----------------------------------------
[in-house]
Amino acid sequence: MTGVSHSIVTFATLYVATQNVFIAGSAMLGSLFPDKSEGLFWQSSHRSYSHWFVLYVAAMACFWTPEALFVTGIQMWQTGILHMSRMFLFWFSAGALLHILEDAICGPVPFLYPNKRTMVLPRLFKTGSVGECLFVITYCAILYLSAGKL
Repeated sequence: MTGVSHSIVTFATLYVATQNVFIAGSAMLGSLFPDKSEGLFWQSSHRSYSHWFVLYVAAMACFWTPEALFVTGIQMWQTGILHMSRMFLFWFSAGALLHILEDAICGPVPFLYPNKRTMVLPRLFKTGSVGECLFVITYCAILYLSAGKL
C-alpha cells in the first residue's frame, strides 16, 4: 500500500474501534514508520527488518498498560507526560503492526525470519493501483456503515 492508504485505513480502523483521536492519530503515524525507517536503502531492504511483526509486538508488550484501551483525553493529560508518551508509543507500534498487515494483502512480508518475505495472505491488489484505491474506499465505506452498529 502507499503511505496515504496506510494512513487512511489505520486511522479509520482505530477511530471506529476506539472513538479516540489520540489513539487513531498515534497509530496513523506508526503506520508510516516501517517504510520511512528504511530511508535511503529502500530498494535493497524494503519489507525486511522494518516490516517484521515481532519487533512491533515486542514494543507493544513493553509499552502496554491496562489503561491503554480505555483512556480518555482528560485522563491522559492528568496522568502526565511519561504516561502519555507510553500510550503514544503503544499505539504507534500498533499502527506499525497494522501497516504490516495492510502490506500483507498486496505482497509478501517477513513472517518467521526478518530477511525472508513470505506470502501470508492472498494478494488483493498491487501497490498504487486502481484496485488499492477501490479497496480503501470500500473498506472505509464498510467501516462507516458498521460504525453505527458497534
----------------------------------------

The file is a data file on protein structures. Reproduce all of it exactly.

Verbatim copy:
[in-house]
Amino acid sequence: MTGVSHSIVTFATLYVATQNVFIAGSAMLGSLFPDKSEGLFWQSSHRSYSHWFVLYVAAMACFWTPEALFVTGIQMWQTGILHMSRMFLFWFSAGALLHILEDAICGPVPFLYPNKRTMVLPRLFKTGSVGECLFVITYCAILYLSAGKL
Repeated sequence: MTGVSHSIVTFATLYVATQNVFIAGSAMLGSLFPDKSEGLFWQSSHRSYSHWFVLYVAAMACFWTPEALFVTGIQMWQTGILHMSRMFLFWFSAGALLHILEDAICGPVPFLYPNKRTMVLPRLFKTGSVGECLFVITYCAILYLSAGKL
C-alpha cells in the first residue's frame, strides 16, 4: 500500500474501534514508520527488518498498560507526560503492526525470519493501483456503515 492508504485505513480502523483521536492519530503515524525507517536503502531492504511483526509486538508488550484501551483525553493529560508518551508509543507500534498487515494483502512480508518475505495472505491488489484505491474506499465505506452498529 502507499503511505496515504496506510494512513487512511489505520486511522479509520482505530477511530471506529476506539472513538479516540489520540489513539487513531498515534497509530496513523506508526503506520508510516516501517517504510520511512528504511530511508535511503529502500530498494535493497524494503519489507525486511522494518516490516517484521515481532519487533512491533515486542514494543507493544513493553509499552502496554491496562489503561491503554480505555483512556480518555482528560485522563491522559492528568496522568502526565511519561504516561502519555507510553500510550503514544503503544499505539504507534500498533499502527506499525497494522501497516504490516495492510502490506500483507498486496505482497509478501517477513513472517518467521526478518530477511525472508513470505506470502501470508492472498494478494488483493498491487501497490498504487486502481484496485488499492477501490479497496480503501470500500473498506472505509464498510467501516462507516458498521460504525453505527458497534